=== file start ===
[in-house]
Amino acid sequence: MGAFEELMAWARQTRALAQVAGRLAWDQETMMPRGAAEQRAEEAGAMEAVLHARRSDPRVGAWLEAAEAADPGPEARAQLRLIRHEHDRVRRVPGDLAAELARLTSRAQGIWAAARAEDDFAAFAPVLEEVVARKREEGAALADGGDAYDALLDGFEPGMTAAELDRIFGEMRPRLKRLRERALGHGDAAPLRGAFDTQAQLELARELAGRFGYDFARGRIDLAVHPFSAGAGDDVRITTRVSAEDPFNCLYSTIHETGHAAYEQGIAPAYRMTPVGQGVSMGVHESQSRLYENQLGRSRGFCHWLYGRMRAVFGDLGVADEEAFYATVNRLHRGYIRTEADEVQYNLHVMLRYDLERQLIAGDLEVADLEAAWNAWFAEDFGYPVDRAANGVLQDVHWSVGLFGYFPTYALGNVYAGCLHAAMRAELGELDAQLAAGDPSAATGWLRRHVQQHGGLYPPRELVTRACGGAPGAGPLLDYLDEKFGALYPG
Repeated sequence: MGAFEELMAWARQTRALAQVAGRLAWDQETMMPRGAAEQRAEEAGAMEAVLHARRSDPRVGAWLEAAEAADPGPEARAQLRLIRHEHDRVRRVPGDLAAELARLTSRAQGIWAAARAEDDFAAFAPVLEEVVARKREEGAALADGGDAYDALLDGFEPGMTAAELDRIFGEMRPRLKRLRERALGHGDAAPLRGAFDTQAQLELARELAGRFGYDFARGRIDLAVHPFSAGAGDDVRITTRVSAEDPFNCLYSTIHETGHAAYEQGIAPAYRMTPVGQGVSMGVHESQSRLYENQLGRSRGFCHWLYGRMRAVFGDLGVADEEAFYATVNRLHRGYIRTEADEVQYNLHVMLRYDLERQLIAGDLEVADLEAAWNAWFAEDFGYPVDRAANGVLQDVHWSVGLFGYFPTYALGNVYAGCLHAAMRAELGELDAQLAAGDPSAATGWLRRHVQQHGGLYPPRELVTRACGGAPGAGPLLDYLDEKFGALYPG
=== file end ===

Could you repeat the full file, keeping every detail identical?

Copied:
[in-house]
Amino acid sequence: MGAFEELMAWARQTRALAQVAGRLAWDQETMMPRGAAEQRAEEAGAMEAVLHARRSDPRVGAWLEAAEAADPGPEARAQLRLIRHEHDRVRRVPGDLAAELARLTSRAQGIWAAARAEDDFAAFAPVLEEVVARKREEGAALADGGDAYDALLDGFEPGMTAAELDRIFGEMRPRLKRLRERALGHGDAAPLRGAFDTQAQLELARELAGRFGYDFARGRIDLAVHPFSAGAGDDVRITTRVSAEDPFNCLYSTIHETGHAAYEQGIAPAYRMTPVGQGVSMGVHESQSRLYENQLGRSRGFCHWLYGRMRAVFGDLGVADEEAFYATVNRLHRGYIRTEADEVQYNLHVMLRYDLERQLIAGDLEVADLEAAWNAWFAEDFGYPVDRAANGVLQDVHWSVGLFGYFPTYALGNVYAGCLHAAMRAELGELDAQLAAGDPSAATGWLRRHVQQHGGLYPPRELVTRACGGAPGAGPLLDYLDEKFGALYPG
Repeated sequence: MGAFEELMAWARQTRALAQVAGRLAWDQETMMPRGAAEQRAEEAGAMEAVLHARRSDPRVGAWLEAAEAADPGPEARAQLRLIRHEHDRVRRVPGDLAAELARLTSRAQGIWAAARAEDDFAAFAPVLEEVVARKREEGAALADGGDAYDALLDGFEPGMTAAELDRIFGEMRPRLKRLRERALGHGDAAPLRGAFDTQAQLELARELAGRFGYDFARGRIDLAVHPFSAGAGDDVRITTRVSAEDPFNCLYSTIHETGHAAYEQGIAPAYRMTPVGQGVSMGVHESQSRLYENQLGRSRGFCHWLYGRMRAVFGDLGVADEEAFYATVNRLHRGYIRTEADEVQYNLHVMLRYDLERQLIAGDLEVADLEAAWNAWFAEDFGYPVDRAANGVLQDVHWSVGLFGYFPTYALGNVYAGCLHAAMRAELGELDAQLAAGDPSAATGWLRRHVQQHGGLYPPRELVTRACGGAPGAGPLLDYLDEKFGALYPG